(MICHAEL KEARNEY, STAFF WRITER)
Today we’re going to do three simple experiments that have to do with surface tension and water. You might be surprised at some of the results!
What you will need:
PHOTO: MICHAEL KEARNEY, TAIPEI TIMES
A paper towel or some tissue
A plug for the sink
EXPERIMENT ONE 實驗一
► Fill the cup to the very top with water. The water should be flat and look like it’s about to overflow.
► Guess how many coins you can add before the water overflows.
► Now start adding coins one by one. Drop the coins in carefully. You don’t want to disturb the water too much.
► How many coins did you add? Was your guess close? How does the surface of the water look?
EXPERIMENT TWO 實驗二
► Fill a cup about three-quarters full with water. Drop in a paperclip. What happens?
► Now tear off a small piece of the paper towel. Put a paper clip on top of it and carefully place it on the water surface.
► Wait for the paper towel to be saturated with water. It should sink to the bottom. If it doesn’t, give it a slight nudge with the tip of a pencil or some other pointy object. Be careful not to disturb the paperclip.
► The paperclip should float on the surface.
► Add a drop or two of soap to the water. Don’t hit the paperclip. What happens?
EXPERIMENT THREE 實驗三
► Fill the sink about halfway full of water. Make sure there’s no soap in the sink.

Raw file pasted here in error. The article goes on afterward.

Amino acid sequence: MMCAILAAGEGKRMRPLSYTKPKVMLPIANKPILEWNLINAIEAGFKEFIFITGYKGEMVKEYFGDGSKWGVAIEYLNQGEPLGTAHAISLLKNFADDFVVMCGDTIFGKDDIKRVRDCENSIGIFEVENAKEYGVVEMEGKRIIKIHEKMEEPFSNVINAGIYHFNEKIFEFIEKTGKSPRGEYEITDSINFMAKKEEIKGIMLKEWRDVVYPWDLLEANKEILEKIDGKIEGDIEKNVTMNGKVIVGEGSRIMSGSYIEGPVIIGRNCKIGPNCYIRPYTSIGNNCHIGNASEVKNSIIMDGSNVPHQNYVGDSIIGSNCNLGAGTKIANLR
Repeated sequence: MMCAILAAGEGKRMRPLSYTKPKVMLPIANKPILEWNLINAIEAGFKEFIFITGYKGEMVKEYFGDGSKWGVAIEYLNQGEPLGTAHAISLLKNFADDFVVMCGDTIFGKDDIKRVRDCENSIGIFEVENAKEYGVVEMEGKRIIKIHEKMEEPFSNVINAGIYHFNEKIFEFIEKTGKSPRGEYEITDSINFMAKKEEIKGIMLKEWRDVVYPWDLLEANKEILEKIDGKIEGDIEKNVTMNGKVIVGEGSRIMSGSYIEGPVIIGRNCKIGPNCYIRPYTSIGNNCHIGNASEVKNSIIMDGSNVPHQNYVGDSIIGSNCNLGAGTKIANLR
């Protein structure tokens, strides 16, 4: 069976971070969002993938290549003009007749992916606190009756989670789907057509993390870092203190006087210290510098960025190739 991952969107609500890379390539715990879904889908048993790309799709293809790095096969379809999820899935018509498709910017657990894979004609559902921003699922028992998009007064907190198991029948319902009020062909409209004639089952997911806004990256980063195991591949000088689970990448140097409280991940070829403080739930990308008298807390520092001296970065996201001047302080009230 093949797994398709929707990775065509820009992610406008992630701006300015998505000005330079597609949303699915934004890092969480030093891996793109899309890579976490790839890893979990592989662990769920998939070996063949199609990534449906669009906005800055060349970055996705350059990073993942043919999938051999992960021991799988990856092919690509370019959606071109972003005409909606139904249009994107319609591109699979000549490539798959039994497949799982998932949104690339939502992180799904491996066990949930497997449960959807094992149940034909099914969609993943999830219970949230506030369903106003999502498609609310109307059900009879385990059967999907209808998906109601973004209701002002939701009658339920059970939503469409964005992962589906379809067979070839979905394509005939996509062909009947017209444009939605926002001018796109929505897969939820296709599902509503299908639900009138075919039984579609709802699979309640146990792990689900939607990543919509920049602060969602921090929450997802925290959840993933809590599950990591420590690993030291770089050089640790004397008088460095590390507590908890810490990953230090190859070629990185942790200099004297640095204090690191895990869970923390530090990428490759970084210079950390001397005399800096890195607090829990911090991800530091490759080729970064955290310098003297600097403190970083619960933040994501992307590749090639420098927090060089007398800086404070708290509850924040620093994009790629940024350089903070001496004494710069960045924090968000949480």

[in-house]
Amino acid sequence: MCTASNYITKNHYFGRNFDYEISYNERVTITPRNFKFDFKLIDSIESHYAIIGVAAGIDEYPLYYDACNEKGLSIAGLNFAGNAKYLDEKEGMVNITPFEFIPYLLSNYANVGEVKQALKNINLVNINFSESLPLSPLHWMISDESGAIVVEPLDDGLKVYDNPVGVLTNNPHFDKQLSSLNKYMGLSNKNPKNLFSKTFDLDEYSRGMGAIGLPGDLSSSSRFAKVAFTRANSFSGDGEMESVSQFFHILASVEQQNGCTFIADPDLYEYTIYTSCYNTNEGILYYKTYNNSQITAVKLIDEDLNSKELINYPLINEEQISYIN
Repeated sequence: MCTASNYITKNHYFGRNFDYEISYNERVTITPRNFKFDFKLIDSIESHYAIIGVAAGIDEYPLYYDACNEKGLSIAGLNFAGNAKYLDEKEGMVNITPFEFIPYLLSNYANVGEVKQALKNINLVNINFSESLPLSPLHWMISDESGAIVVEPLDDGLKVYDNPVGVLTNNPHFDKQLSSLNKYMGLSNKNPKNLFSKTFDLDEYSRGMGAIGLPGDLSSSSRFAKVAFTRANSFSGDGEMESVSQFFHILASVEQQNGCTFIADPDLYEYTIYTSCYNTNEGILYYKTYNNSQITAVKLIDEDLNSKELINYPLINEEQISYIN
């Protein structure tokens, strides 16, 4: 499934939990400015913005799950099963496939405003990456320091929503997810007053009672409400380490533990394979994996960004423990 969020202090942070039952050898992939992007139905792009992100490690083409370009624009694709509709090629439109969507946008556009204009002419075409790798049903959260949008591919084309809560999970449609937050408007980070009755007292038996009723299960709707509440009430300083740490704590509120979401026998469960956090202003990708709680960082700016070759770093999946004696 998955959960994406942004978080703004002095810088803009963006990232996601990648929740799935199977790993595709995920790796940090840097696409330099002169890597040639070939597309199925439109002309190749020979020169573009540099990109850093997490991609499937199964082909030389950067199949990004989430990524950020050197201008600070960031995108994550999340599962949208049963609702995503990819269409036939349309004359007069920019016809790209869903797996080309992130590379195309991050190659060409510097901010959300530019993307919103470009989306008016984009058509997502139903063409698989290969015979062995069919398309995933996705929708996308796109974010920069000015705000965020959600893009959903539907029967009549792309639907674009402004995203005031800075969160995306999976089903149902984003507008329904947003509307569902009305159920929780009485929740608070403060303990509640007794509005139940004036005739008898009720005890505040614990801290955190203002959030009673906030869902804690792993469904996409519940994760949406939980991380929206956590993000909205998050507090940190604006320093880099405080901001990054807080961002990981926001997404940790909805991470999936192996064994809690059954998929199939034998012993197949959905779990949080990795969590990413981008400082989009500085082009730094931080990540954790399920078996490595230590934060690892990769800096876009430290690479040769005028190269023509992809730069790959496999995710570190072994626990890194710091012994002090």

► Make a small boat using the aluminum foil. Place the boat in the water. Wait for it to stop moving.
► Drop a few drops of water behind the boat. What happens?
► Now try dropping a few drops of soap behind the boat. What happens?
The term “surface tension” is used to describe the tendency of liquid molecules in contact with a gas to “stick” together. Surface tension causes liquids like water to form a sort of skin at their surfaces.
When you added coins to the water, did you notice the water ends up having a curved surface before it overflows? That curved surface forms because of surface tension — the water “sticks” together rather than overflows.
The paperclip is denser than water, so it should sink. But when you carefully placed it onto the surface of the water, it floated. The surface tension holds it up. The soap drops you added to the water broke the surface tension and caused the paperclip to sink.
When you dropped drops of water behind the boat, not much happened. The water doesn’t break the surface tension. But when you added drops of soap, the boat moved forward. The surface tension behind the boat was broken, so the surface tension in the water in front of the boat pulled it forward.
Some insects, like the water strider, are able to stand and move on top of water because of surface tension. The bugs are very light, so when they stand on water, they only slightly dent the surface and their legs repel each other. That repulsion lifts their bodies.
A group of scientists at Carnegie Mellon University in Pittsburgh, Pennsylvania, studied insects like water striders and then built a small robot using ultra-lightweight carbon fiber that is also able to walk on water. But they still have some improvements to make — they said the water strider is able to move about 20 times as fast.
1. surface tension n.
表面張力 (biao3 mian4 zhang1 li4)
2. overflow v.i./v.t.
溢出 (yi4 chu1)
3. saturated adj.
滲透的 (shen4 tou4 de5)
4. nudge n.
輕推 (qing1 tui1)
5. water strider n.
水黽 (shui2 min3)
6. dent v.i./v.t.
使凹下 (shi3 ao1 xia4)
7. repel v.i./v.t.
互相排斥 (hu4 xiang1 pai2 chi4)
8. carbon fiber n.
碳纖維 (tan4 xian1 wei2)
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